Equivalent circuit / simulation

The inductor has previously been carefully measured to be 3.4µH. We can calibrate a model of the coupled coils to the observed resonant frequency and ReturnLoss.

Above, the equivalent circuit. We can calculate the flux coupling factor k from the model, it is 2.3% so this is very loosely coupled to avoid pulling the resonant frequency high.

Above is the simulated ReturnLoss response over the same frequency range as measured.

Conclusions

It is practical to measure the resonant frequency of a trap by loosely inductively coupling an antenna analyser, depending on the structure of the trap and the capability of the analyser.

Practical measurements can be explained with a theoretical model of the measurement setup.

Measuring trap resonant frequency with an antenna analyser

Finding the resonant frequency of a resonant circuit such as an antenna trap is usually done by coupling a source and power sensor very loosely to the circuit.

A modern solution is an antenna analyser or one port VNA, it provides both the source and the response measurement from one coax connector.

Above is a diagram from the Rigexpert AA35Zoom manual showing at the left a link (to be connected the analyser) and the trap (here made with coaxial cable.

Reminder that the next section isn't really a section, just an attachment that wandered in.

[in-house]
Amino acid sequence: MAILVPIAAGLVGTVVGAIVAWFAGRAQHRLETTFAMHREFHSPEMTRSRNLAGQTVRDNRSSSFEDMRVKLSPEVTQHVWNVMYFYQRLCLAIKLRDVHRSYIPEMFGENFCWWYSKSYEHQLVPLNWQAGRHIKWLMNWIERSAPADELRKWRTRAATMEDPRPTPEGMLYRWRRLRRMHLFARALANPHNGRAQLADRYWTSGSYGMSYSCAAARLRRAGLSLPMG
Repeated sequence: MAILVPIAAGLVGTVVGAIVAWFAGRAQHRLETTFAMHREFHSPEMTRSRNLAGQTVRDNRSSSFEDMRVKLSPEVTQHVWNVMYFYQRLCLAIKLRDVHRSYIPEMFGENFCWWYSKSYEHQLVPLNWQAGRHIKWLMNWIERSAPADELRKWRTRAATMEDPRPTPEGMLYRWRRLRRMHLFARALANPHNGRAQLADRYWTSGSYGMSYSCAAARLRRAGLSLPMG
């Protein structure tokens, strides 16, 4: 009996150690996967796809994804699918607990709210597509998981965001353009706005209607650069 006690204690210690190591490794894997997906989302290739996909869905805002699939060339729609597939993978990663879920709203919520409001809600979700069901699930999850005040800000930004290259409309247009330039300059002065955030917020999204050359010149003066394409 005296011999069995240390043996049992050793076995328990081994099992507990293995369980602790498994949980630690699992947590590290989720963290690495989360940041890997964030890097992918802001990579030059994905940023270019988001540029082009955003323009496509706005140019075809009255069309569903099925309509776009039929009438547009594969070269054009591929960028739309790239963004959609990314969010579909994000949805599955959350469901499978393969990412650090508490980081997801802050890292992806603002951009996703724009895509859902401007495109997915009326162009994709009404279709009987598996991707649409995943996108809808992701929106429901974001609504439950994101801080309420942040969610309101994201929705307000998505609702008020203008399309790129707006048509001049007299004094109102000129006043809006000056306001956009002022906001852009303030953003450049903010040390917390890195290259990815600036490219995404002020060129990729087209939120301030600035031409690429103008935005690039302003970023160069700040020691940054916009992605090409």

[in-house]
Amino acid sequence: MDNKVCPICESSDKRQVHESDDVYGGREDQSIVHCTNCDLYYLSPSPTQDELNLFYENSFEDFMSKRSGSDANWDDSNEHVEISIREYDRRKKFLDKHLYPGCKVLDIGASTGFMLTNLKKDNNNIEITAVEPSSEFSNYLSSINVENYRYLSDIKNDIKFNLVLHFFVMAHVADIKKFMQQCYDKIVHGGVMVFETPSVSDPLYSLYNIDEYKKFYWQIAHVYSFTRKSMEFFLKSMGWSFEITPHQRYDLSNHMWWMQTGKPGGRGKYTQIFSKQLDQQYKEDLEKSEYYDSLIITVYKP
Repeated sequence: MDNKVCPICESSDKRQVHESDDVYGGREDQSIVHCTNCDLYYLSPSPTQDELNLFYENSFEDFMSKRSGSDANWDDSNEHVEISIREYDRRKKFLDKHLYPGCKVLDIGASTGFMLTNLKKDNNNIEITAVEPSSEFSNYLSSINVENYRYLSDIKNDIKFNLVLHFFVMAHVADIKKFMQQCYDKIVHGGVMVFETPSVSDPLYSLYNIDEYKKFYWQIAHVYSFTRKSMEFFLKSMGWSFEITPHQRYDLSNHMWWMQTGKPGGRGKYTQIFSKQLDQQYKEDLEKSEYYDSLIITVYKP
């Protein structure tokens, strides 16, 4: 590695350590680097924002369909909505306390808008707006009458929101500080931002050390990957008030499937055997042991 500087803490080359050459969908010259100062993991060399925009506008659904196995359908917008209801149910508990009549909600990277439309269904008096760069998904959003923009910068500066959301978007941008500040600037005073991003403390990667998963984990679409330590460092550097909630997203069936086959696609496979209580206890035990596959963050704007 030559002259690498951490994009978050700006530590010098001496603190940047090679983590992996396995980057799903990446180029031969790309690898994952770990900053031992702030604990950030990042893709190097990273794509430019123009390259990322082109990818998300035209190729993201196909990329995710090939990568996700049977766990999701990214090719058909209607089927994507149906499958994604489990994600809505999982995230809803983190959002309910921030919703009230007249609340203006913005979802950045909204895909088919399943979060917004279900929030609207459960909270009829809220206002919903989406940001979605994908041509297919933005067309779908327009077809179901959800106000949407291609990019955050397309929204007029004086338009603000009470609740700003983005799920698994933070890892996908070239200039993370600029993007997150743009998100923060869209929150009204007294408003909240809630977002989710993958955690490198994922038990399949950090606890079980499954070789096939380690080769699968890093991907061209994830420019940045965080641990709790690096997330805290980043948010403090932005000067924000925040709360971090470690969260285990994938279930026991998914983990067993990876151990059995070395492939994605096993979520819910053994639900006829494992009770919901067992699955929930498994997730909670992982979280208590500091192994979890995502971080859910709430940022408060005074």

The advantage of this method is that no wire attachments are needed on the device under test, and that coupling of the test instrument is usually easily optimised.

Why / how does it work?

So, what is happening here? Lets create an equivalent circuit of a similar 1t coil and a solenoid with resonating capacitor.

The two coupled coils can be represented by an equivalent circuit that is derived from the two inductances and their mutual inductance. The circuit above represents a 1µH coil and a 10µH coil that are coupled such that 3% of the flux of 5% of the flux of one coil cuts the other (they are quite loosely coupled, as in the pic above. Continue reading Measuring trap resonant frequency with an antenna analyser